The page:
• Kasper Koefoed Larsen
  • Amanda Lærke Laubjerg
  • Anne Leth Klærke-Olesen
4. term, Techno-Anthropology, Master (Master Programme)
This project investigates, on the basis of fieldwork carried out in Tokyo, the visions and
development of robots with artificial intelligence (AI) in Japan. Investigating the physical
perspectives of robot development in Japan has been done extensively by Western scholars, but
this project contributes insights to the perspectives which arise when robots are given
emotional intelligence. We do this by investigating how and why the Japanese AI companies
and knowledge institutes develop AI robots as they do and with what visions for the future
relationship between humans and machines. This development in Japan is often portrayed as
“crazy” in the West, but our study shows that there are serious and well considered reflections
and considerations that underlie the development of the AI robots which are to live together
with humans in the future. The project draws on Sheila Jasanoff and her concept of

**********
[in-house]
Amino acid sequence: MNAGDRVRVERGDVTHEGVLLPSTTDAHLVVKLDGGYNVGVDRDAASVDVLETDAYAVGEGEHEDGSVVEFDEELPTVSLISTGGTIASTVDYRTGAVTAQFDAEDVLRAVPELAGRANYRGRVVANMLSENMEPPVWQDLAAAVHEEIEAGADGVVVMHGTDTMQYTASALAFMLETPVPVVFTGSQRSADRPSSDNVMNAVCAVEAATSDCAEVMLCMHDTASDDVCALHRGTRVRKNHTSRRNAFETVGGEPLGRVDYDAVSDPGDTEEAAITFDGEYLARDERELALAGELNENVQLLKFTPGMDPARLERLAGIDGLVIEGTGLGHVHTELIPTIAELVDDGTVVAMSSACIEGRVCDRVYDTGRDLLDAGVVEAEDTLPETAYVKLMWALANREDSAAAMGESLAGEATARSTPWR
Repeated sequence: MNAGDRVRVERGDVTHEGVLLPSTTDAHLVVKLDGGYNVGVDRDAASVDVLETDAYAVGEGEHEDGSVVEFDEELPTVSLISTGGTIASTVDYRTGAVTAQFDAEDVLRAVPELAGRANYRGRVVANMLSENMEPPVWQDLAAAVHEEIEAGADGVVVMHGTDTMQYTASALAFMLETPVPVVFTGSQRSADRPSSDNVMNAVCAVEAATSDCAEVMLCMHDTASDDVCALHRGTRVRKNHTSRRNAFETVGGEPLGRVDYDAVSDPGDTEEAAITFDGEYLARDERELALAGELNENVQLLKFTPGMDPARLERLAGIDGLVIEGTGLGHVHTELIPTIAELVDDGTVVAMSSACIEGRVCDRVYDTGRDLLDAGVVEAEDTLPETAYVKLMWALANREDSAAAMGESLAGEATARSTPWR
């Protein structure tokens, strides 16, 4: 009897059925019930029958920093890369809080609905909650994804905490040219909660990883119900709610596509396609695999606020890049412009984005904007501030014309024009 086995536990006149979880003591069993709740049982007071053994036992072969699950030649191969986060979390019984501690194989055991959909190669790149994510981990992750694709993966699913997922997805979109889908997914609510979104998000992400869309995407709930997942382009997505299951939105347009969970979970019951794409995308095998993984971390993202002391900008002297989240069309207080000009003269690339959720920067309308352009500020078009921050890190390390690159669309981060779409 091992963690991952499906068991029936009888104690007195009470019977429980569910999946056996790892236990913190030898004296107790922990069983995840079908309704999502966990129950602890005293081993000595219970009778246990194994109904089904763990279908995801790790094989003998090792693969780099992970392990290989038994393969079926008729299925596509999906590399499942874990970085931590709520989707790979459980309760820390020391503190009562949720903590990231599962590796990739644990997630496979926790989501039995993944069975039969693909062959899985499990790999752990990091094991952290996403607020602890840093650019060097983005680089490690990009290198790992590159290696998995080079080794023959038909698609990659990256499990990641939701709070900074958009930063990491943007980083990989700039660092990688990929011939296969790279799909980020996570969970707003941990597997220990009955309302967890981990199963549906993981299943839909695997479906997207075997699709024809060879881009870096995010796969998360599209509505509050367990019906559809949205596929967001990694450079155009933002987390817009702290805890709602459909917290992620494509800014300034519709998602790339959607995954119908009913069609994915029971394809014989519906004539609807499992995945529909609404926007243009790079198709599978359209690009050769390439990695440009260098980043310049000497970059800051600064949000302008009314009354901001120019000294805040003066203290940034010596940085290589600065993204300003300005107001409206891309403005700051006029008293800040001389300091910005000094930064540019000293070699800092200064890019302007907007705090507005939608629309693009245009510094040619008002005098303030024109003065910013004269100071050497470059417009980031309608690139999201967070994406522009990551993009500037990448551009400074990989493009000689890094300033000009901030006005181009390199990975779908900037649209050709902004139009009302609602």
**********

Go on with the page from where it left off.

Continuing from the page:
sociotechnical imaginaries and uses this to show how AI robots are envisioned as partners. We
further unfold this by showing how assumptions and conceptions of Japanese consumers take
part in shaping the imaginary of AI robots as partners. Subsequently, the project illuminates
how this imaginary is constituted through the materialisation of personality, gender, humour
and love in AI robots. On the basis hereof, we discuss what AI robots as partners become and
how this imaginary challenges our ways of thinking about human-machine relations. The study
concludes that it is necessary to consider the importance of emotional life humans have in our
relation to things, and unfolds by drawing on Haraway, that the imaginary of having AI robots
as partners is not problem-free and that it raises questions of human-machine relations as AI
robots become in the interaction and through the conceptions the developers have. However,
our study concludes that the imaginary of AI robots as partners is one way to address complex
entities and how we ought to live with machines in the future when they are intelligent.
Publication date1 Jun 2018
Number of pages89
ID: 280250406